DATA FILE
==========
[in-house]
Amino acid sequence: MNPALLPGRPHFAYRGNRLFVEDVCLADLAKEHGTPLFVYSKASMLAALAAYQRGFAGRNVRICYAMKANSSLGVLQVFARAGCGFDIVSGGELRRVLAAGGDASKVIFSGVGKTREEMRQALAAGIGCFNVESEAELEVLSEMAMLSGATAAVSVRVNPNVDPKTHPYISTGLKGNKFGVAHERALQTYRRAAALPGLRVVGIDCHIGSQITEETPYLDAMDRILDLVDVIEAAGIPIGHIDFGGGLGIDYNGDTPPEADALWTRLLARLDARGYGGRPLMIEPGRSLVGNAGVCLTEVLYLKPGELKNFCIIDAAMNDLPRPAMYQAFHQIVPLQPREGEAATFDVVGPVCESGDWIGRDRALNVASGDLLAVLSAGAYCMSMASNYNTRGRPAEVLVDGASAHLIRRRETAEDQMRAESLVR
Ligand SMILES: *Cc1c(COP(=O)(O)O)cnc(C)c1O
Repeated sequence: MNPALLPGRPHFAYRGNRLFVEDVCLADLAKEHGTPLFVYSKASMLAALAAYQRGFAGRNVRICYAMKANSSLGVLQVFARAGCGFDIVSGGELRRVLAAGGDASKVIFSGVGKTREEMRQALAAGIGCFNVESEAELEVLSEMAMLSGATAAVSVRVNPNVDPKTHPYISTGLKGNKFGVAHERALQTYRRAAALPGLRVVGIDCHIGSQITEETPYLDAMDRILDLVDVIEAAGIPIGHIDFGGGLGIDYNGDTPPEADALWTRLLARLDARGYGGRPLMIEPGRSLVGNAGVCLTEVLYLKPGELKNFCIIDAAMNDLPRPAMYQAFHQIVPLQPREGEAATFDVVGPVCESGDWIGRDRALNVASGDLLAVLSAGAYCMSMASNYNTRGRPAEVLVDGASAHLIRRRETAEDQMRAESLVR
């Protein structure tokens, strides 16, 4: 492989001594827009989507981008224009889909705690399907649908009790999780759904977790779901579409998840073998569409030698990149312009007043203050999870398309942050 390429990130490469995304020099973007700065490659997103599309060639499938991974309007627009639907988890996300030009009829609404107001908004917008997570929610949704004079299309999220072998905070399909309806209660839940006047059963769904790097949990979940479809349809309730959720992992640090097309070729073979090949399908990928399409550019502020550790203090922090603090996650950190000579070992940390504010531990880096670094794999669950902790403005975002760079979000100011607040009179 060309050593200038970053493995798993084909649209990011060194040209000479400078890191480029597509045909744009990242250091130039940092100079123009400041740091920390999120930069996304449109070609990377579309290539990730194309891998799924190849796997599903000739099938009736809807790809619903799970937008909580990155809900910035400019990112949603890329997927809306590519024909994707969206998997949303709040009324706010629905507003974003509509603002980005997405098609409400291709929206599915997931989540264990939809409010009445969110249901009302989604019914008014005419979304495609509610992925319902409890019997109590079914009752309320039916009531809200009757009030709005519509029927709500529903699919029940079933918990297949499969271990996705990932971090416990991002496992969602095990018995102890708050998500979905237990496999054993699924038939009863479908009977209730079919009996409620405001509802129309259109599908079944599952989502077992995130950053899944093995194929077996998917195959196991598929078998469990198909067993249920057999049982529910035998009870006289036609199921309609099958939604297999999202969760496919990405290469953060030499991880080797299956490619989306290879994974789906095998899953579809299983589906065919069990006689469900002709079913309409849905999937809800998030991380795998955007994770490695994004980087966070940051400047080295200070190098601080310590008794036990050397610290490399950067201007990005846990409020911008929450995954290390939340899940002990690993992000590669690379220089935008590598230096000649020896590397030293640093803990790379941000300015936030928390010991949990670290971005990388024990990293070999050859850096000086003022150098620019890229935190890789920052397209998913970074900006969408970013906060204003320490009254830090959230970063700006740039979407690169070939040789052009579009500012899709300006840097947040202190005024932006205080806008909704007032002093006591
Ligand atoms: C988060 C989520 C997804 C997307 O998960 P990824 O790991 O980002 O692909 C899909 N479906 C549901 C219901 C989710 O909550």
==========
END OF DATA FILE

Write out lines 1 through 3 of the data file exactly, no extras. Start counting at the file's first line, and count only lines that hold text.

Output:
[in-house]
Amino acid sequence: MNPALLPGRPHFAYRGNRLFVEDVCLADLAKEHGTPLFVYSKASMLAALAAYQRGFAGRNVRICYAMKANSSLGVLQVFARAGCGFDIVSGGELRRVLAAGGDASKVIFSGVGKTREEMRQALAAGIGCFNVESEAELEVLSEMAMLSGATAAVSVRVNPNVDPKTHPYISTGLKGNKFGVAHERALQTYRRAAALPGLRVVGIDCHIGSQITEETPYLDAMDRILDLVDVIEAAGIPIGHIDFGGGLGIDYNGDTPPEADALWTRLLARLDARGYGGRPLMIEPGRSLVGNAGVCLTEVLYLKPGELKNFCIIDAAMNDLPRPAMYQAFHQIVPLQPREGEAATFDVVGPVCESGDWIGRDRALNVASGDLLAVLSAGAYCMSMASNYNTRGRPAEVLVDGASAHLIRRRETAEDQMRAESLVR
Ligand SMILES: *Cc1c(COP(=O)(O)O)cnc(C)c1O